Lake Oval

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Lake Oval
Old lake oval grandstand.jpg
1926 grandstand prior to Lakeside Stadium redevelopment
Location Albert Park, Victoria
Closed 1994
Surface Grass
Tenants
South Melbourne Football Club (VFL) (1878–1941; 1947–1981)
South Melbourne Cricket Club
Old Xaverians Football Club 1993-1994[1]

The Lake Oval (also known as the South Melbourne Cricket Ground) was an Australian rules football and cricket stadium located in Albert Park, Victoria. It was the home of the South Melbourne Football Club from 1878[2] until their relocation to Sydney in 1982 (where they became the "Sydney Swans"), except between 1942 and 1946 when it became a military base. It was also used during the summer by the South Melbourne Cricket Club. In 1995 the majority of the remaining stands and facilities were demolished, and the boutique soccer venue Lakeside Stadium was erected in its place, to accommodate the relocation of football (soccer) club South Melbourne Hellas (now known as "South Melbourne FC" and not to be confused with the Australian rules club) from its former home of Middle Park due to the construction of the Melbourne Grand Prix Circuit.

Electric floodlighting was installed at the venue during the 1950s, and it became one of the first venues in Melbourne to regularly host night football matches. As the premier location for night football, the venue hosted:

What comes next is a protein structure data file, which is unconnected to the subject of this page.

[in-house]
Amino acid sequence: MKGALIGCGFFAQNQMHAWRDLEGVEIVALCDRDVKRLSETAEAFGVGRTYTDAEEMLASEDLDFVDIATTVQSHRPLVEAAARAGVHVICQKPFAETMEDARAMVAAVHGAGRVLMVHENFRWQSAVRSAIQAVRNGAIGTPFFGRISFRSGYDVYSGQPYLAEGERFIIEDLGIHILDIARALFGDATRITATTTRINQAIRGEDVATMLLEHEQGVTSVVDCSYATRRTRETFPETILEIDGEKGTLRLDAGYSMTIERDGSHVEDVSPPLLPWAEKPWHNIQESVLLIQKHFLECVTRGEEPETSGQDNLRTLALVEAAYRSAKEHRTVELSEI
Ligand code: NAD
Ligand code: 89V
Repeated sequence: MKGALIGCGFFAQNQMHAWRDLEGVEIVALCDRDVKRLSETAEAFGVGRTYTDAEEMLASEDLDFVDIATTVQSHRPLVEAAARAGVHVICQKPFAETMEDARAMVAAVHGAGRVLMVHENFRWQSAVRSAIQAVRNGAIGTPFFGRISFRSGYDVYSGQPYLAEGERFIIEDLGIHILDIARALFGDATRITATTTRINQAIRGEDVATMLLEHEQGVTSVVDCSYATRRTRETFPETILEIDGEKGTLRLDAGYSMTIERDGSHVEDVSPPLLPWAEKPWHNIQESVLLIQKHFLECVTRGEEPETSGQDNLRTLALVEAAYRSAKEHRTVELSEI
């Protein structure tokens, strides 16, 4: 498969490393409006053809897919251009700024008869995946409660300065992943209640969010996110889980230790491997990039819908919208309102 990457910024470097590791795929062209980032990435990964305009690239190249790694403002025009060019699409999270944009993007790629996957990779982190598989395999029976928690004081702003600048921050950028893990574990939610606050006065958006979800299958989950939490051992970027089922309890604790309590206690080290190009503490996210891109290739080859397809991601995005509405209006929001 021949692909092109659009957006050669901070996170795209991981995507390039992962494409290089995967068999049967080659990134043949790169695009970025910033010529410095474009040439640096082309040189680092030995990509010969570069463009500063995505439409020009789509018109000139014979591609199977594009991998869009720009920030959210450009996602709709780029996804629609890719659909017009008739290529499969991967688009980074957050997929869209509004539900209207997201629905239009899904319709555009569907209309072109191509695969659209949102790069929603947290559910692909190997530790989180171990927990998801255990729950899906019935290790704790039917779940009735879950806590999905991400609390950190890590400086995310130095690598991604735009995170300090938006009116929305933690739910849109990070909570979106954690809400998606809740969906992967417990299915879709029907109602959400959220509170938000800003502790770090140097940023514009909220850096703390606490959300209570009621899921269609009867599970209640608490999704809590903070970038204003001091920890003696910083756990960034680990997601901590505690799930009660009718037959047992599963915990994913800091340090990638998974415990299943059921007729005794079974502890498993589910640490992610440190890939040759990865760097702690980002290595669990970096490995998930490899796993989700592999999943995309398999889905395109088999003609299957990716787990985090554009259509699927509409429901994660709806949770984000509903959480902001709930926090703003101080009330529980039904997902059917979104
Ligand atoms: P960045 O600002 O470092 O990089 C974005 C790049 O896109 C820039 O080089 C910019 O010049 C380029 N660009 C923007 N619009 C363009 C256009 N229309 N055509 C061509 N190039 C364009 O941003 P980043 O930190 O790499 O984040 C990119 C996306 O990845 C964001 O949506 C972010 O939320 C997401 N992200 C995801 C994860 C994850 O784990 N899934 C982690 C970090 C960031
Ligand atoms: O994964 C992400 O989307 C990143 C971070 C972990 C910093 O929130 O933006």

A remnant of the old Lake Oval structure, a grandstand built in 1926, remains standing between the stadium grandstand and the stadium's car park. It was in a state of disrepair for many years prior to the Lakeside Stadium redevelopment in 2010. Its continued existence was the subject of debate, complicated by the plans of the Victorian Government, who wished to install a running track at Lakeside Stadium in an attempt to relocate Athletics Victoria away from its current base at Olympic Park.[6] The stand's future was secured when it was announced that it would be refurbished to accommodate the Victorian Institute of Sport.[7]

The ground record crowd for Lake Oval was set on 30 July 1932 when 41,000 turned out to see Carlton defeat South Melbourne by nine points.[8]

See also[edit]

External links[edit]

References[edit]

  1. ^ http://www.austadiums.com/forum/viewtopic.php?t=1118&postdays=0&postorder=asc&start=0
  2. ^ http://www.sydneyswans.com.au/history/tabid/7210/default.aspx
  3. ^ "Lone V.F.A. club's 'no' to night football". The Sun News-Pictorial (Melbourne, VIC). 2 April 1957. p. 47. 
  4. ^ Noel Carrick (24 July 1957). "Burst by S.A. crushes V.F.A.". The Sun News-Pictorial (Melbourne, VIC). p. 45. 
  5. ^ Bernie Bretland (3 July 1958). "Big men pave way for WA". The Sun News-Pictorial (Melbourne, VIC). p. 38. 
  6. ^ Australian Stadiums :: Grounds for ill feeling
  7. ^ http://www.majorprojects.vic.gov.au/our-projects/our-current-projects/state-sports-facilities
  8. ^ http://stats.rleague.com/afl/crowds/vn_lake_oval.html

Coordinates: 37°50′25″S 144°57′54″E / 37.84028°S 144.96500°E / -37.84028; 144.96500